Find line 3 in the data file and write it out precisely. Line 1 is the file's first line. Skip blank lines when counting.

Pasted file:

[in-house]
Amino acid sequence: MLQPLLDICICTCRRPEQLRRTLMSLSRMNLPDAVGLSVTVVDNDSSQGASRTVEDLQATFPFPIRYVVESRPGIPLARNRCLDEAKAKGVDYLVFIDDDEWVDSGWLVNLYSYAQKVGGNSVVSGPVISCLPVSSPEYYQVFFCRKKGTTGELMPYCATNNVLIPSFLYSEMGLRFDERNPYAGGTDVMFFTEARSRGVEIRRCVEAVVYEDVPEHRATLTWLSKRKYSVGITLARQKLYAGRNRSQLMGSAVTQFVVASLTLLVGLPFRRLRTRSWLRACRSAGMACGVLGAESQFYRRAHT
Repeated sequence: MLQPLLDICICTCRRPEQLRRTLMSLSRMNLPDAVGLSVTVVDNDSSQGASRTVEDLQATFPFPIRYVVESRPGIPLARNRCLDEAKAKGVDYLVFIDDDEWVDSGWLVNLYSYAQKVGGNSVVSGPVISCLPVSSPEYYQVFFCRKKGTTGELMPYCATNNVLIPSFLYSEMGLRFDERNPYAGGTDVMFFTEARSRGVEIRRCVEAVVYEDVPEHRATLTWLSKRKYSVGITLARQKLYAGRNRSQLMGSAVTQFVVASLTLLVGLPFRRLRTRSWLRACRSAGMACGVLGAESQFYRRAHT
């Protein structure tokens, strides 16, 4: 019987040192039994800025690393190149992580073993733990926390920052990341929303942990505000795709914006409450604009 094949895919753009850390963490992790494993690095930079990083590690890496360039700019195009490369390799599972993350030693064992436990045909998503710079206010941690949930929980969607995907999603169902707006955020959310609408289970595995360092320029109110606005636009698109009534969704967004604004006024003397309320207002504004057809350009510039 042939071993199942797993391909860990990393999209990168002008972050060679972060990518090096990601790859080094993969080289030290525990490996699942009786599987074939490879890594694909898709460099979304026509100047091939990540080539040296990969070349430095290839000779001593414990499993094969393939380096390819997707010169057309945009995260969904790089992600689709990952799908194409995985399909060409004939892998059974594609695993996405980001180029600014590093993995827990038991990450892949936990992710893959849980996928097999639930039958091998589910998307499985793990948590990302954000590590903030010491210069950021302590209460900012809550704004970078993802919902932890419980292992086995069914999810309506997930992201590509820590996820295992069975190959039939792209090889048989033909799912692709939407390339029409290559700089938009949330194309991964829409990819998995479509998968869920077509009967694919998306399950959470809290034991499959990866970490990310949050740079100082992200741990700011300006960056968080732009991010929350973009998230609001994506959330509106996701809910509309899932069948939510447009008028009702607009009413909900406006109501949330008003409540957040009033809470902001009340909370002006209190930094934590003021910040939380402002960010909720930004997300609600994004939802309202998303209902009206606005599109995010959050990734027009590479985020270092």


Repeated sequence: MLQPLLDICICTCRRPEQLRRTLMSLSRMNLPDAVGLSVTVVDNDSSQGASRTVEDLQATFPFPIRYVVESRPGIPLARNRCLDEAKAKGVDYLVFIDDDEWVDSGWLVNLYSYAQKVGGNSVVSGPVISCLPVSSPEYYQVFFCRKKGTTGELMPYCATNNVLIPSFLYSEMGLRFDERNPYAGGTDVMFFTEARSRGVEIRRCVEAVVYEDVPEHRATLTWLSKRKYSVGITLARQKLYAGRNRSQLMGSAVTQFVVASLTLLVGLPFRRLRTRSWLRACRSAGMACGVLGAESQFYRRAHT